A crowd-funding appeal to create a life-sized bronze bust of weird fiction writer HP Lovecraft, to be installed in the author’s hometown of Providence, Rhode Island, has hit its target after only two days.
The name of Lovecraft, who died in Providence in 1937 aged 46, has become synonymous with the cosmic horror presented in such tales as The Shadow over Innsmouth, the Colour Out Of Space and, perhaps most famously, The Call of Cthulhu.
Although still a hugely influential figure in the history of genre fiction, Lovecraft has been seen as more problematic in recent years because of his published opinions—especially in his poetry—on race during his lifetime.
But his contribution to the weird fiction landscape endures, and it is for this reason that sculptor Bryan Moore—whose film credits include Nightmare on Elm Street and Gods and Monsters—started the project on the Kickstarter site, which he says “is dedicated to the preservation and celebration of the famous author’s literary legacy”. Moore adds: “Lovecraft’s cosmic imagination has influenced every region of pop culture including video games, comic books, music and film.”
Moore has for the past 11 years run Arkham Studios, which produces high-end collectibles with an occult flavour, earning him the sobruiquet “The Satanic Sculptor.” He describes himself as “an avid Lovecraft fan” and has adapted and filmed Lovecraft’s “Cool Air” as well as sculpting Lovecraftian characters including Abdul al Hazred, Brown Jenkin, C’thulhu, Herbert West: Re-Animator.
Launched on Wednesday May 1st, the Kickstarter project hit its US$30,000 target to fund the bronze bust within days. Now the sculpture will find a permanent home in the 250-year-old Providence Athenaeum Library, presented as “a gift of public work” during the Necronomicon convention, dedicated to Lovecraft’s ouevre, this coming August.
Aside from a short time living in New York during his ill-fated marriage, Lovecraft always haunted the Rhode Island town, and his gravestone there bears the legend, “I am Providence.”
The Providence Athenaeum had a special place in Lovecraft’s heart. He wrote in 1924 to fellow weird fictioneer Frank Belknap Long, “Providence, which spurn’d Eddie living, now reveres him dead, and treasures every memory connected with him. The hotel where he stopt, the churchyard where he wander’d, the house and garden where he courted his inamorata, the Athenaeum where he us’d to dream and ramble thro’ the corridors—all are still with us, and as by a miracle absolutely unchang’d even to the least detail.”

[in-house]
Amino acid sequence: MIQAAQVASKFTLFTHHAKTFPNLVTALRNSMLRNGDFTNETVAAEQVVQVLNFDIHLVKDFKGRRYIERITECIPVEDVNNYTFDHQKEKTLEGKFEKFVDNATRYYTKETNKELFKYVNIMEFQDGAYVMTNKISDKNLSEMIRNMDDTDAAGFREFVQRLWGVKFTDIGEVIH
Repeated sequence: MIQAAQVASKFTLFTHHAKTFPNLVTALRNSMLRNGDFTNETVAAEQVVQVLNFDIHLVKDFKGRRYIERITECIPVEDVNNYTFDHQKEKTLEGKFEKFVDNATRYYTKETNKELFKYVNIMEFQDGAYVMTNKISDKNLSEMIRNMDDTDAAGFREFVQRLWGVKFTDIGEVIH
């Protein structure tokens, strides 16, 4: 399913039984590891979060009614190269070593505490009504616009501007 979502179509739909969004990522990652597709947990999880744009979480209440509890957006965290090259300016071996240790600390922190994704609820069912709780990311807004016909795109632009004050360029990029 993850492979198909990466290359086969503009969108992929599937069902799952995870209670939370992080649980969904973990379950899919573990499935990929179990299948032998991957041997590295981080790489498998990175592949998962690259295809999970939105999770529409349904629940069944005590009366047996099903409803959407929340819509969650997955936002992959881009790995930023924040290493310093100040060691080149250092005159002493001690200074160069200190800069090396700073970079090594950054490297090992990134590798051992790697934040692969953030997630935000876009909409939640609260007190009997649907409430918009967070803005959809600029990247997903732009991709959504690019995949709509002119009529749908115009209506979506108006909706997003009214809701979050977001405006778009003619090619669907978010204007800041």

Moore was so confident of success that he had “already ordered the clay and started sculpting”. His Kickstarter pitch adds: “There are very tangible costs associated with this kind of work of public art, namely the costs of moulding the original sculpture at the bronze foundry, the lost wax casting, molten bronze casting, finishing the patina, securing the support pedestal for display and the memorial bronze plaque that will be affixed to the front of the display. Other costs include crating and shipping the very formidable pieces from point of origin to the Providence Athenaeum Library, not to mention the installation of the work.”
As with most Kickstarter projects, varying pledge amounts trigger different rewards for those who have funded the scheme, from a limited edition postcard for a pledge of $10 to a T-shirt for those who promise $50, all the way up to a $5,000 package which includes a life-sized polymer replica of the bust.
Lovecraft, of course, isn’t the only genre author to be honoured with a statuary project. There is currently a fundraising drive on to create a statue of Gary Gygax, the “father of role-playing” who co-created the seminal Dungeons & Dragons RPG who died in 2008, in his hometown of Lake Geneva, Wisconsin.
And in Woking—the site of the Martian invasion in HG Wells’ War of the Worlds—there has been since 1998 a striking sculpture of one of the tripods which Wells envisaged laying waste to England in his novel published a century before.
But which other authors in science fiction, fantasy and horror do you think deserve lasting monuments to their greatness? And where should they be sited?
David Barnett is an author and journalist based in the north of England. His novel Gideon Smith and the Mechanical Girl, the first in a steampunk/alternate history/Victoriana series, is published in September 2013 by Tor Books. He does not have a statue in his honour. Yet.